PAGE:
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You've Mapped, Now What?

As with all interventions based on a public health model, results for students and schools may not occur quickly. The long-term view requires having quantifiable measures that can be tracked over the years to demonstrate increases or decreases in available resources or improvement – or not – in outcomes in the populations.

Having this kind of population data available for future analysis helps when demonstrating findings to policymakers.

In this constructive way, you provide not only an asset map but a population-based analysis that shows both disparities and gaps in resources. It becomes a tool to identify areas and populations that would benefit from programs and approaches for improving social and emotional development and mental health and will help in designing actions to close the gaps.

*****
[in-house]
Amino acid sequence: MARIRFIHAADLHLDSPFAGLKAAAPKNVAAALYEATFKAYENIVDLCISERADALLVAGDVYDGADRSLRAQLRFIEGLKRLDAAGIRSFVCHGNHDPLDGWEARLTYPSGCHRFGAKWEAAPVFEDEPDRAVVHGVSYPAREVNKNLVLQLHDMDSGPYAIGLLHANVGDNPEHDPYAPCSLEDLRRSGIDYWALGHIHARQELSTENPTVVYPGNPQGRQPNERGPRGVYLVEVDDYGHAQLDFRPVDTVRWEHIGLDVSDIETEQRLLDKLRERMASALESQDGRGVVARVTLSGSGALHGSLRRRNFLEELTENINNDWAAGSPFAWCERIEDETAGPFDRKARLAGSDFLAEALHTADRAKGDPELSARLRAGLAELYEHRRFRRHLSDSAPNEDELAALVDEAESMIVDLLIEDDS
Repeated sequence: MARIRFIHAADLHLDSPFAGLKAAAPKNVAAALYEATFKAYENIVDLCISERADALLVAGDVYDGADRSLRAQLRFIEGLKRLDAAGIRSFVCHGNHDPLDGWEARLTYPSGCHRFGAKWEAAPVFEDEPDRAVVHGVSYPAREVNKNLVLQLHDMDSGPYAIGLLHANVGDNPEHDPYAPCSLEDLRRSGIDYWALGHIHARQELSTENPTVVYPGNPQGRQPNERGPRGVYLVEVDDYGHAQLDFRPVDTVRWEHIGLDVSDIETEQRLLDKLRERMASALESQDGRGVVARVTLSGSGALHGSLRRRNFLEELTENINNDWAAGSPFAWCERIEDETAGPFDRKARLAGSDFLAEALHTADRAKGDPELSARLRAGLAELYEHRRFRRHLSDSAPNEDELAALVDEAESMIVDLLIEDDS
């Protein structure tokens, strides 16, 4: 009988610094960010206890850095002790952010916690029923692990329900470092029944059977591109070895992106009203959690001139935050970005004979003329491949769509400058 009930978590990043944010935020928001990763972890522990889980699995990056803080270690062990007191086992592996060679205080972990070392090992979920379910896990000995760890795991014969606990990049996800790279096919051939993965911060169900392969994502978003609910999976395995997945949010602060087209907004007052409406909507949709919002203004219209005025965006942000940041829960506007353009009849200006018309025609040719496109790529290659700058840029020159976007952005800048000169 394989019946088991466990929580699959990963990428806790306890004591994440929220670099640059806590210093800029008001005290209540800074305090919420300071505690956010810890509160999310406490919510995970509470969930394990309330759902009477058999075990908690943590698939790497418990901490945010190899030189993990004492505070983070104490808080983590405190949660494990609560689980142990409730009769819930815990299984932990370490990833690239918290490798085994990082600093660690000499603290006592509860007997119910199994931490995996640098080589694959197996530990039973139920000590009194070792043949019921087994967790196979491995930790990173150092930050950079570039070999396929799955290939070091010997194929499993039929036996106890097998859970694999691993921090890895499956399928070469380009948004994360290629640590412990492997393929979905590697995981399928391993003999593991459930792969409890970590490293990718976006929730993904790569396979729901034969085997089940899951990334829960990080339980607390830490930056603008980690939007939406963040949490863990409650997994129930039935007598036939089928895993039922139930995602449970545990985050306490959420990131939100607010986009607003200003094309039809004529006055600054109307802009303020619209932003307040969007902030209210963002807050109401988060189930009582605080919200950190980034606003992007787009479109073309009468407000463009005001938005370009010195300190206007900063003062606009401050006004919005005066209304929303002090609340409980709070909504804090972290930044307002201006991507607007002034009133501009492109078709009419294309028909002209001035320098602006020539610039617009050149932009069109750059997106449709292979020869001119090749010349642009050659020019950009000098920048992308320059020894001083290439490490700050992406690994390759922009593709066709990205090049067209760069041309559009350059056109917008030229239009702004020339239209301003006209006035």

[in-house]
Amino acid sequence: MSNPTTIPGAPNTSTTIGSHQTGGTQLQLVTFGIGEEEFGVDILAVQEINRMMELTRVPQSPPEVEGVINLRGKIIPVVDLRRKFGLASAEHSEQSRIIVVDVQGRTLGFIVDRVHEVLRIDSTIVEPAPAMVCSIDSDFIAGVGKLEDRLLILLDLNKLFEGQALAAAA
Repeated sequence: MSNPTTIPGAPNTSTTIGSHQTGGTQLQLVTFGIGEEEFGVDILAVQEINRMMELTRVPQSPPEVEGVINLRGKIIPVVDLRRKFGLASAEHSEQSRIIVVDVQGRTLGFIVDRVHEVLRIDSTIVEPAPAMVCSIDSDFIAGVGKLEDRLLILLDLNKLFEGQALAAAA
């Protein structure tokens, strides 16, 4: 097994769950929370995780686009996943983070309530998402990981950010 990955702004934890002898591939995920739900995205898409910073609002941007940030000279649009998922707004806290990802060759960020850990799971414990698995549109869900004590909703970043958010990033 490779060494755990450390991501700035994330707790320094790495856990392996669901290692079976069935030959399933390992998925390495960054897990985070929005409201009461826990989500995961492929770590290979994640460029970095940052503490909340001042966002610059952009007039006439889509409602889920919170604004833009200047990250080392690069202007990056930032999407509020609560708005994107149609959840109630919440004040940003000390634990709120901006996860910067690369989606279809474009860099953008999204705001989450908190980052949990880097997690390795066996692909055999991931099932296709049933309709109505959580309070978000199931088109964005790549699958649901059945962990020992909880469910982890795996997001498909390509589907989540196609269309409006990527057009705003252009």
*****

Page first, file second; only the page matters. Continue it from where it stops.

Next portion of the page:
By educating yourselves and others on what resources exist and where youth live and go to school, asset-oriented mapping can provide a path to infrastructure building by revealing opportunities for:

  • Matching public data about child-serving resources
  • New and innovative linkages among current resources
  • Reinvestment or re-purposing of scarce resources to use them more efficiently
  • Identification of available resources that were previously unknown
  • Agreement on priorities for next steps and joint budget requests to pursue

As you figure out WHAT you want to present to various policymakers, it will be important to also figure out HOW. For this, you will want to coordinate with your Communications Plan


Updated June 2015

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